Within Venice it was Molmenti who marked the shift from Romanticism to Realism, opening the way for those young artists who would then establish a name for themselves both within Italy and abroad.
Born in 1819 at Motta di Livenza, Molmenti had moved to Venice when still a young man. Like Ippolito Caffi, he was fascinated by the orientalism of the city, but he also worked in the areas of religious art and, above all, portraiture; his contemporaries, however, were impressed not only by the sharpness and accuracy of his portraits, but also by his realistic handling of light.
Appointed as a teacher at the Accademia di Belle Arti in 1851, he dedicated himself with great passion to his teaching duties, becoming the much loved maestro of many of the most famous artists produced by Venice (and elsewhere) during the second half of the nineteenth century: Giacomo Favretto, Luigi Nono, Tranquillo Cremona, Napoleone Nani and Ettore Tito, to name but a few.
A veritable magnum opus of the artist’s poetics, the large Death of Othello was painted for the aristocratic family of the Papadopoli in 1879. Donated to Ca’ Pesaro in the 1920s by the Banca Commerciale Italiana, it depicts the last scene of Shakespeare’s tragedy, when Othello realises that his jealousy has led him to kill an innocent Desdemona and runs himself through which his own sword.
The work has recently been returned to the museum after many years on loan to Palazzo Balbi; it was also exhibited in the Sale Apollinee of the re-built Fenice Opera House during the inauguration.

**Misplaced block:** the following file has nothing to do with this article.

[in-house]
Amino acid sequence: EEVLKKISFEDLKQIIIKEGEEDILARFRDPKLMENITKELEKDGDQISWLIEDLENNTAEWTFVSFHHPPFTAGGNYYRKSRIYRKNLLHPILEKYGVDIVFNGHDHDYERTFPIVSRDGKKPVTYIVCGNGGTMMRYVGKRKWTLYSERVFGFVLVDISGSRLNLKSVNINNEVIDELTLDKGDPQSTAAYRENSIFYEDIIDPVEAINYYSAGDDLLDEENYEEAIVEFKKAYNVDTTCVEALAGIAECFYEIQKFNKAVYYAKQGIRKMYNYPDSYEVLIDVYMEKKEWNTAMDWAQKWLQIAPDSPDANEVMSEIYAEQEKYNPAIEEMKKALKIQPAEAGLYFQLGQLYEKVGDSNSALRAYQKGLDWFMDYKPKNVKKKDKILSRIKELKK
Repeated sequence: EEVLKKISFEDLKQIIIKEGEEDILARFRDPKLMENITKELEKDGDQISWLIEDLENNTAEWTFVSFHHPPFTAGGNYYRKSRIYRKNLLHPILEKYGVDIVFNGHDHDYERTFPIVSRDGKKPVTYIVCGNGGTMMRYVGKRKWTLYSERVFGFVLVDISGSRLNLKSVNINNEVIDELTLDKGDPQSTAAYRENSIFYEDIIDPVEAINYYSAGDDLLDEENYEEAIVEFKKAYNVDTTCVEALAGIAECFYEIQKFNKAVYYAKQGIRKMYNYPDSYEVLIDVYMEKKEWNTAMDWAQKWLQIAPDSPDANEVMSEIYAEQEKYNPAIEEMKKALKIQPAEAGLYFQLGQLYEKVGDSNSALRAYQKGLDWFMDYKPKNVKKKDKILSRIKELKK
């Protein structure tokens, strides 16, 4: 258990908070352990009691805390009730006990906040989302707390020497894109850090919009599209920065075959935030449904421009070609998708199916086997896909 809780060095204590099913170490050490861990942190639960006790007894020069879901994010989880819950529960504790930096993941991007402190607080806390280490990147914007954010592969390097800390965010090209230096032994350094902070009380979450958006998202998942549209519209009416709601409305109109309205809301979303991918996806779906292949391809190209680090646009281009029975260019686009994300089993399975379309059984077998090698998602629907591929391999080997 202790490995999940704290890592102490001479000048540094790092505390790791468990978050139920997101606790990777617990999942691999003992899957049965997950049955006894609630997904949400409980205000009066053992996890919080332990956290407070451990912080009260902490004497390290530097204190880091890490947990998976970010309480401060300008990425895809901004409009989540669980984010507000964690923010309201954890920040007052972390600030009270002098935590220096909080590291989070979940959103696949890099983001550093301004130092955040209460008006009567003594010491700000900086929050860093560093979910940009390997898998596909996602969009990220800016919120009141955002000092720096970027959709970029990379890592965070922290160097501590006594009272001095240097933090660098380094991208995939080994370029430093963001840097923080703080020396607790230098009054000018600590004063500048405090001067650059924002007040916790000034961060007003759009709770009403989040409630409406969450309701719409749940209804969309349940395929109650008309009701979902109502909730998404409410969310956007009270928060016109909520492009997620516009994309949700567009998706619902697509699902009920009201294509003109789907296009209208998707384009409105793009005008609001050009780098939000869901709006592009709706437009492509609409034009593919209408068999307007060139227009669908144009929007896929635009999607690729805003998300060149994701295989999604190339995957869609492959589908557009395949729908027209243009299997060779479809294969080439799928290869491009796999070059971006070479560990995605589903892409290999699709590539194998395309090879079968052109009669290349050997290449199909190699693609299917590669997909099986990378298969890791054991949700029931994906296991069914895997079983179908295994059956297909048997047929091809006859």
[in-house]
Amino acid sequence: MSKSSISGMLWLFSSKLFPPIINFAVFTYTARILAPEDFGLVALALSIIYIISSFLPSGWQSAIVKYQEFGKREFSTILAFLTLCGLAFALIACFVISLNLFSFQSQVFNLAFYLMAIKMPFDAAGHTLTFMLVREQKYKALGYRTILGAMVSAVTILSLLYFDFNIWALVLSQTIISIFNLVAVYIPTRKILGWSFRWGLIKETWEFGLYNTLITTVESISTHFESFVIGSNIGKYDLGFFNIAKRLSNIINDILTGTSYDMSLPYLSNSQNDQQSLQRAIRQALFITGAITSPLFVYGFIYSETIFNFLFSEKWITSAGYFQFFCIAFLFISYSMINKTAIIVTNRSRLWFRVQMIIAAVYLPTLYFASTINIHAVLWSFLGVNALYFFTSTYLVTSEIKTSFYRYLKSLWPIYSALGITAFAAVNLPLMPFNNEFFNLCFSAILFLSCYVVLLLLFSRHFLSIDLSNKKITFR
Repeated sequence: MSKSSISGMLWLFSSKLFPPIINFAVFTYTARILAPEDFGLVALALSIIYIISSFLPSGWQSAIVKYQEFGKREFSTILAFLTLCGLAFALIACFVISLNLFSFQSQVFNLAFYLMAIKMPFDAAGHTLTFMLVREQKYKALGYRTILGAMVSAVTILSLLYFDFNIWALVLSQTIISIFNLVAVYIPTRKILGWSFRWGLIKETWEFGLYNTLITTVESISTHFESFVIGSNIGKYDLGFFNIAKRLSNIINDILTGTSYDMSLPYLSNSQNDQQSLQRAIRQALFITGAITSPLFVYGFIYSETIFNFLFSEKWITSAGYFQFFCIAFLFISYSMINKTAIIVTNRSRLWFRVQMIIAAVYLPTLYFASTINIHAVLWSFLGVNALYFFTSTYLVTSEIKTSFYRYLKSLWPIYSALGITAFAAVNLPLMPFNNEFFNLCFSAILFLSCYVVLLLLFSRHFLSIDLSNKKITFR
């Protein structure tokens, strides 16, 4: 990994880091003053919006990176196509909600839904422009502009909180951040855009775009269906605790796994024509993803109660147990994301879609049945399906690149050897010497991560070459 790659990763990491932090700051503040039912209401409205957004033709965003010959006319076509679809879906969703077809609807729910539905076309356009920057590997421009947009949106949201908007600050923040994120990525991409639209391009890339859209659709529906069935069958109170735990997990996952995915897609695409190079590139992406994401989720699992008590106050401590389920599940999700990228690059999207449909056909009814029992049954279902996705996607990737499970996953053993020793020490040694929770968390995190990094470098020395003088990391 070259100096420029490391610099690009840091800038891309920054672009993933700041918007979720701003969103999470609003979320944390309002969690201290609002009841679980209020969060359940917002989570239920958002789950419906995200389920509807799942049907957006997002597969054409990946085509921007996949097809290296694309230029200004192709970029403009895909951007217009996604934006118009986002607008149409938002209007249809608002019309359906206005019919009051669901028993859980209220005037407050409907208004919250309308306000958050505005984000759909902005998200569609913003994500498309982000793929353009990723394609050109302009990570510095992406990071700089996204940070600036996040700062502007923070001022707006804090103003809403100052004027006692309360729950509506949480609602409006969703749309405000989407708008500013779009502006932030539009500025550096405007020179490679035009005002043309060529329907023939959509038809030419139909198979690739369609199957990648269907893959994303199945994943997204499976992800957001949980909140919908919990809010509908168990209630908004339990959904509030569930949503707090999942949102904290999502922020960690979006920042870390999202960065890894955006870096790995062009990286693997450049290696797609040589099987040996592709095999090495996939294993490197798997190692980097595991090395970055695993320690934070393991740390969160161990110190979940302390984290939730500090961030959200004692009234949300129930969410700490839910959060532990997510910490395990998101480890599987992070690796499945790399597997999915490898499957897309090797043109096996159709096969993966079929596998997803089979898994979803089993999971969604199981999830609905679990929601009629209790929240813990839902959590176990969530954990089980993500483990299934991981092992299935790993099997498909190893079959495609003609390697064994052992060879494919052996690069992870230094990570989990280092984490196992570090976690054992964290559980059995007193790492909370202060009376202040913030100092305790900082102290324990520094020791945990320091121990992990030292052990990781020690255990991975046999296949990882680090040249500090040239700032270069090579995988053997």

The three new donations arrive as a timely celebration of its return.
Two paintings, from Molmenti’s heirs, cast light on the painstaking preparation behind the finished work; they now hang beside other studies for the same painting that were already part of the Ca’ Pesaro collection: a Head of an Old Man, bequeathed by the artist’s grandson, Pompeo Gherardo Molmenti, and Emilia Fainting, acquired in 1961.
One of these new acquisitions provides evidence of how the artist originally envisaged the scene: Othello is shown, without a turban, in a more central position, whilst there is no small altar and the bed on which Emilia has fainted is in a different position (just as the young pages on the right are shown differently). The other study reveals that the artist had already worked a long way towards the final composition: Othello is shown to the left of the proscenium, whilst the Venetian nobleman (undoubtedly a self-portrait) is shown in the foreground, with the some changes to the right of the composition.
The third painting acquired through the generosity of the Venice International Foundation is a finely-worked oval portrait of Uncle Ferrari. This is shown here alongside two interesting works from the museum collection: a Portrait of a Lady and the Portrait of a Young Lady which was exhibited at the 1923 exhibition of Nineteenth-Century Venetian Portraiture by Nino Barbantini. One of the masterpieces of Venetian – and Italian – portraiture of the nineteenth century, the latter picture of a young woman with a fan is still a dazzling work, in which the artist’s sublime mastery of his medium enables him to capture the woman’s beauty, the fineness of the fabrics and the richness of the jewellery. Luchino Visconti is known to have drawn inspiration from this painting for the costumes of Principessa Salina in the film Il Gattopardo.
We would like to thank Molmenti’s heirs, living in both Great Britain and the USA, for their contribution to the setting-up of this small exhibition.